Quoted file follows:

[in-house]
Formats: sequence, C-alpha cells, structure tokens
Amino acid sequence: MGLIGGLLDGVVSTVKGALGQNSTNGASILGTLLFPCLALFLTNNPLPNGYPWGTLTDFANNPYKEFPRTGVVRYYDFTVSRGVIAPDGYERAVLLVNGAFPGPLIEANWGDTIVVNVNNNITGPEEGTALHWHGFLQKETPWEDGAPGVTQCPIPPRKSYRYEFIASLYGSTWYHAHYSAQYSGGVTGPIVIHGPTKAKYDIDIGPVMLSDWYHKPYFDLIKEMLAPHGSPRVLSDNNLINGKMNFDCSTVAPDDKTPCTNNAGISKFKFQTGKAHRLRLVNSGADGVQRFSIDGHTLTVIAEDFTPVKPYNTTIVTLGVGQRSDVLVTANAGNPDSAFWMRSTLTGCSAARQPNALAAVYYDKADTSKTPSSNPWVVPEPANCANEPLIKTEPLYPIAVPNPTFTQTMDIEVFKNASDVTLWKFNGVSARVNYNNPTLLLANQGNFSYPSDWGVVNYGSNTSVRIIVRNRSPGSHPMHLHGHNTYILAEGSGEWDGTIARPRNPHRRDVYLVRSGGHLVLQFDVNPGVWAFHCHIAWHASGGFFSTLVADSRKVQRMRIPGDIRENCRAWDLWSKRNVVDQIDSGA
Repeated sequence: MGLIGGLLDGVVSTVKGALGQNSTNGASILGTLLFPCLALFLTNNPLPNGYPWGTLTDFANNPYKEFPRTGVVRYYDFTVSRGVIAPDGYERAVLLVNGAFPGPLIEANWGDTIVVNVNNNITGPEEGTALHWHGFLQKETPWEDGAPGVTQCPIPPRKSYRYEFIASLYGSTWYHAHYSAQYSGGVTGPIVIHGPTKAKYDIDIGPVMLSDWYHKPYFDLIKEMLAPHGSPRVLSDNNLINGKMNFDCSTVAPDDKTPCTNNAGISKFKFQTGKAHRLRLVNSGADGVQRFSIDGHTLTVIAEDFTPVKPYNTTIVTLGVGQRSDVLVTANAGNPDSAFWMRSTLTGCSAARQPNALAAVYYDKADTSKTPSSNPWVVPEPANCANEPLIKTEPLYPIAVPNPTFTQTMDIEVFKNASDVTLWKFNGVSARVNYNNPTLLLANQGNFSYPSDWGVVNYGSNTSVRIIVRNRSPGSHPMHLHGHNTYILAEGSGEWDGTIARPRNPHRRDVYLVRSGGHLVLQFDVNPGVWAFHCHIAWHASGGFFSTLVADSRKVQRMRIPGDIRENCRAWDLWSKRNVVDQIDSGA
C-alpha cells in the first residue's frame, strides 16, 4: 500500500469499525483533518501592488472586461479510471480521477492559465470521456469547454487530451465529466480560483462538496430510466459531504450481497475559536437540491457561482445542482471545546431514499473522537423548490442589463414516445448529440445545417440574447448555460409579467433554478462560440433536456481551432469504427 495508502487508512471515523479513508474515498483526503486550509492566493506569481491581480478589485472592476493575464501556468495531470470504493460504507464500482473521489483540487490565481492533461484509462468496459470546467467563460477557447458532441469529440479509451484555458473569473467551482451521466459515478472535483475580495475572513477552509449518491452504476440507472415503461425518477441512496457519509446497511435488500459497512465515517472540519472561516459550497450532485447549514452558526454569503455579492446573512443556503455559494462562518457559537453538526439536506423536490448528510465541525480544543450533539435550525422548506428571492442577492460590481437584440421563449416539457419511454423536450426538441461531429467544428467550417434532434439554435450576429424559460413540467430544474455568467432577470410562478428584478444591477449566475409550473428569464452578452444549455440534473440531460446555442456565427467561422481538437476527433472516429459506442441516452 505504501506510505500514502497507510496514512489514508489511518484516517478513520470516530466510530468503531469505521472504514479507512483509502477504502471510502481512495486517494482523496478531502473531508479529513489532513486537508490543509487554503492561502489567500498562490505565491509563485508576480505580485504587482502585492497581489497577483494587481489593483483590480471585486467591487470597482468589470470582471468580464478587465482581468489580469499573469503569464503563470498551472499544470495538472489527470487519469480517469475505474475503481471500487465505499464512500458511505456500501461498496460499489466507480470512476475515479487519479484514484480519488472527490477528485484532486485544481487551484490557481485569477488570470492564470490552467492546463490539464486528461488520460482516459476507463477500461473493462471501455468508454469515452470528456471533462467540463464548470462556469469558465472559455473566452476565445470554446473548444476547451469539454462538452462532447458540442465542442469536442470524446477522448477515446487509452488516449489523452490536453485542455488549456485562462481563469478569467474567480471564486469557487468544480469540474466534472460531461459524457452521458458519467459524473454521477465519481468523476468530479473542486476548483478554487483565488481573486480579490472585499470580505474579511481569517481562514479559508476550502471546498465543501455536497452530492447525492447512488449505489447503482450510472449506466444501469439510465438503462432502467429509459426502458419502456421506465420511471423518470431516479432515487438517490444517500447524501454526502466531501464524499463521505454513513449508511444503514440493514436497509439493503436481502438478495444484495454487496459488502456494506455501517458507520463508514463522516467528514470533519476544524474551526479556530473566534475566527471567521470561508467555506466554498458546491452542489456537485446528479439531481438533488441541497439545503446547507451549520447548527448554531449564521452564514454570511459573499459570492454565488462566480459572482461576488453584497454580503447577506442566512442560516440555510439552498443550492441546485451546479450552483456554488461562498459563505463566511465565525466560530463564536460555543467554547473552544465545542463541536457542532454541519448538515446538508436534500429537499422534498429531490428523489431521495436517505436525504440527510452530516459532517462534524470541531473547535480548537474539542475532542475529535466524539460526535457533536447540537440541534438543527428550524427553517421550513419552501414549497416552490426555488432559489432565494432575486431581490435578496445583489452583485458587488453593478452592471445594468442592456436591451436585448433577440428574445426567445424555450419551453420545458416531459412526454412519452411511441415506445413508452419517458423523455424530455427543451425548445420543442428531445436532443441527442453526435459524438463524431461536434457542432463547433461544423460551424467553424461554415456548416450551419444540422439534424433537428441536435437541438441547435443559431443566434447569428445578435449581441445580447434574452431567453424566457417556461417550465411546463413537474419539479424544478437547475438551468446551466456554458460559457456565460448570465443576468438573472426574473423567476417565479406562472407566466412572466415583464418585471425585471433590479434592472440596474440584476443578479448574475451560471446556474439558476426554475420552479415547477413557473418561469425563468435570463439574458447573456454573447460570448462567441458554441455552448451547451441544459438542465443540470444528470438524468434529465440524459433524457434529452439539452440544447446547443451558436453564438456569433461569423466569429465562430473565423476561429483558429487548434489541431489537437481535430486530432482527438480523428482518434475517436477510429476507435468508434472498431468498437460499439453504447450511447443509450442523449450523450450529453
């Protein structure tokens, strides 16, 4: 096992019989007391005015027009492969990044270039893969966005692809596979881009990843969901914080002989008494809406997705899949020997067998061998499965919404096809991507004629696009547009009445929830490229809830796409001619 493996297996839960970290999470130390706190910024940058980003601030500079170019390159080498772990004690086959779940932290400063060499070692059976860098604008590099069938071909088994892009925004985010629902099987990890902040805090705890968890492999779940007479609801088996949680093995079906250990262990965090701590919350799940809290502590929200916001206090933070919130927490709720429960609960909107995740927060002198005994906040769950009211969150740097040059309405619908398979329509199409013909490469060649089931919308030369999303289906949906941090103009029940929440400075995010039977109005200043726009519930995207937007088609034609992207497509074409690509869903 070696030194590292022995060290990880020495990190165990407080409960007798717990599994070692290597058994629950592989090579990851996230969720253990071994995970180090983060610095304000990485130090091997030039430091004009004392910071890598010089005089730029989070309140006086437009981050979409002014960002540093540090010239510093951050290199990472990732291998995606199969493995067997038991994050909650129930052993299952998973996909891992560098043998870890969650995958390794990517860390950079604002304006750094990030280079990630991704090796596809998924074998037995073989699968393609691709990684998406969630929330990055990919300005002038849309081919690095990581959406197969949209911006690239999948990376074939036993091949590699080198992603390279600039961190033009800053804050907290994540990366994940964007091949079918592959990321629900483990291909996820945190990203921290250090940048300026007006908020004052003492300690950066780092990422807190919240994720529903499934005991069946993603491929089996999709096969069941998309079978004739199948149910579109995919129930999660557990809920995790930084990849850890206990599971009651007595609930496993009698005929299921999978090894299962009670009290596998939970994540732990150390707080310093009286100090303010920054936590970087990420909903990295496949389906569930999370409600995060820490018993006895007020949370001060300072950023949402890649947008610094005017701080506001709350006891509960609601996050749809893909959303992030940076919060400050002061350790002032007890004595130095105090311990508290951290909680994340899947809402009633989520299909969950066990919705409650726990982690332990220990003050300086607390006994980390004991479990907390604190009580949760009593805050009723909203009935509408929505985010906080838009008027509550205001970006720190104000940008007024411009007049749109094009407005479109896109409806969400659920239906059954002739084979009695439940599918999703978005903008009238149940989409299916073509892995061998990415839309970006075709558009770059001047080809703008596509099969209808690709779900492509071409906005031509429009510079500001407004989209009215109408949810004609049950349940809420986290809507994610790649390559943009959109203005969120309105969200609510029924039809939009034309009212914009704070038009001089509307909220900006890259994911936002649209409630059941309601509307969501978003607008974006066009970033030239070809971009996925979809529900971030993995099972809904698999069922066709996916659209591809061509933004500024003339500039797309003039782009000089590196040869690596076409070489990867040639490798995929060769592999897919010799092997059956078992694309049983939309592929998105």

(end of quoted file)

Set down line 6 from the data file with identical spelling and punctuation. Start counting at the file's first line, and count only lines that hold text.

């Protein structure tokens, strides 16, 4: 096992019989007391005015027009492969990044270039893969966005692809596979881009990843969901914080002989008494809406997705899949020997067998061998499965919404096809991507004629696009547009009445929830490229809830796409001619 493996297996839960970290999470130390706190910024940058980003601030500079170019390159080498772990004690086959779940932290400063060499070692059976860098604008590099069938071909088994892009925004985010629902099987990890902040805090705890968890492999779940007479609801088996949680093995079906250990262990965090701590919350799940809290502590929200916001206090933070919130927490709720429960609960909107995740927060002198005994906040769950009211969150740097040059309405619908398979329509199409013909490469060649089931919308030369999303289906949906941090103009029940929440400075995010039977109005200043726009519930995207937007088609034609992207497509074409690509869903 070696030194590292022995060290990880020495990190165990407080409960007798717990599994070692290597058994629950592989090579990851996230969720253990071994995970180090983060610095304000990485130090091997030039430091004009004392910071890598010089005089730029989070309140006086437009981050979409002014960002540093540090010239510093951050290199990472990732291998995606199969493995067997038991994050909650129930052993299952998973996909891992560098043998870890969650995958390794990517860390950079604002304006750094990030280079990630991704090796596809998924074998037995073989699968393609691709990684998406969630929330990055990919300005002038849309081919690095990581959406197969949209911006690239999948990376074939036993091949590699080198992603390279600039961190033009800053804050907290994540990366994940964007091949079918592959990321629900483990291909996820945190990203921290250090940048300026007006908020004052003492300690950066780092990422807190919240994720529903499934005991069946993603491929089996999709096969069941998309079978004739199948149910579109995919129930999660557990809920995790930084990849850890206990599971009651007595609930496993009698005929299921999978090894299962009670009290596998939970994540732990150390707080310093009286100090303010920054936590970087990420909903990295496949389906569930999370409600995060820490018993006895007020949370001060300072950023949402890649947008610094005017701080506001709350006891509960609601996050749809893909959303992030940076919060400050002061350790002032007890004595130095105090311990508290951290909680994340899947809402009633989520299909969950066990919705409650726990982690332990220990003050300086607390006994980390004991479990907390604190009580949760009593805050009723909203009935509408929505985010906080838009008027509550205001970006720190104000940008007024411009007049749109094009407005479109896109409806969400659920239906059954002739084979009695439940599918999703978005903008009238149940989409299916073509892995061998990415839309970006075709558009770059001047080809703008596509099969209808690709779900492509071409906005031509429009510079500001407004989209009215109408949810004609049950349940809420986290809507994610790649390559943009959109203005969120309105969200609510029924039809939009034309009212914009704070038009001089509307909220900006890259994911936002649209409630059941309601509307969501978003607008974006066009970033030239070809971009996925979809529900971030993995099972809904698999069922066709996916659209591809061509933004500024003339500039797309003039782009000089590196040869690596076409070489990867040639490798995929060769592999897919010799092997059956078992694309049983939309592929998105």